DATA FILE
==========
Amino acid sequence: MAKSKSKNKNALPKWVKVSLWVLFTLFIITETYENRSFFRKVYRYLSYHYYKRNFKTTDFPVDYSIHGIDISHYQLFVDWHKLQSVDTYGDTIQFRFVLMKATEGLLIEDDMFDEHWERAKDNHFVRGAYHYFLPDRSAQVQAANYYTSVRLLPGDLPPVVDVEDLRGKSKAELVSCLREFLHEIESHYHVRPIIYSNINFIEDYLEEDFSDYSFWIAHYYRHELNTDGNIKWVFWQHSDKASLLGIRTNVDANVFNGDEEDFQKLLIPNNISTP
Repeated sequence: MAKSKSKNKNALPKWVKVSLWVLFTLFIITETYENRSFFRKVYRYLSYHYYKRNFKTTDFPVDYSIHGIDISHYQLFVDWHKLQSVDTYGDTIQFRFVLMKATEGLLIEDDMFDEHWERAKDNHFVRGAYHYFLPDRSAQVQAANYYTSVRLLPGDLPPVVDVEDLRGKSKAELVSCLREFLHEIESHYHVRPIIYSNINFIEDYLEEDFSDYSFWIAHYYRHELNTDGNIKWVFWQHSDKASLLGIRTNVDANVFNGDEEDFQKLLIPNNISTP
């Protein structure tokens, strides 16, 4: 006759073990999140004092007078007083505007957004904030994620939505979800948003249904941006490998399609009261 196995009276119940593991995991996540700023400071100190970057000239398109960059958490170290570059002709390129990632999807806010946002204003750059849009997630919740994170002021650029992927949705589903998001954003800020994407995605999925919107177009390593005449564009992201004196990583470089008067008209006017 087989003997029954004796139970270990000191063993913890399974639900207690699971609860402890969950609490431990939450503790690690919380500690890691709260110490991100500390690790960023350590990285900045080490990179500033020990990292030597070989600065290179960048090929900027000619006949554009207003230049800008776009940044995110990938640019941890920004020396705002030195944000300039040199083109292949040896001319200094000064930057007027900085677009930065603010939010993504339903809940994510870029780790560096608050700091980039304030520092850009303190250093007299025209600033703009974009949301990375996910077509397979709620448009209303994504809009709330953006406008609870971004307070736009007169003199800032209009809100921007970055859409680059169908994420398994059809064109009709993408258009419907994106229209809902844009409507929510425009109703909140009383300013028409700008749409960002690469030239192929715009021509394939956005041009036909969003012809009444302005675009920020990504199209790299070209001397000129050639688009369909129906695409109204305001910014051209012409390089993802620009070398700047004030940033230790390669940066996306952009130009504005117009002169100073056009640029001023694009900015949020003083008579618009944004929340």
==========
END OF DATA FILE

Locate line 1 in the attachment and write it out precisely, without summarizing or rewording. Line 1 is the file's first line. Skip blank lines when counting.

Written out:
Amino acid sequence: MAKSKSKNKNALPKWVKVSLWVLFTLFIITETYENRSFFRKVYRYLSYHYYKRNFKTTDFPVDYSIHGIDISHYQLFVDWHKLQSVDTYGDTIQFRFVLMKATEGLLIEDDMFDEHWERAKDNHFVRGAYHYFLPDRSAQVQAANYYTSVRLLPGDLPPVVDVEDLRGKSKAELVSCLREFLHEIESHYHVRPIIYSNINFIEDYLEEDFSDYSFWIAHYYRHELNTDGNIKWVFWQHSDKASLLGIRTNVDANVFNGDEEDFQKLLIPNNISTP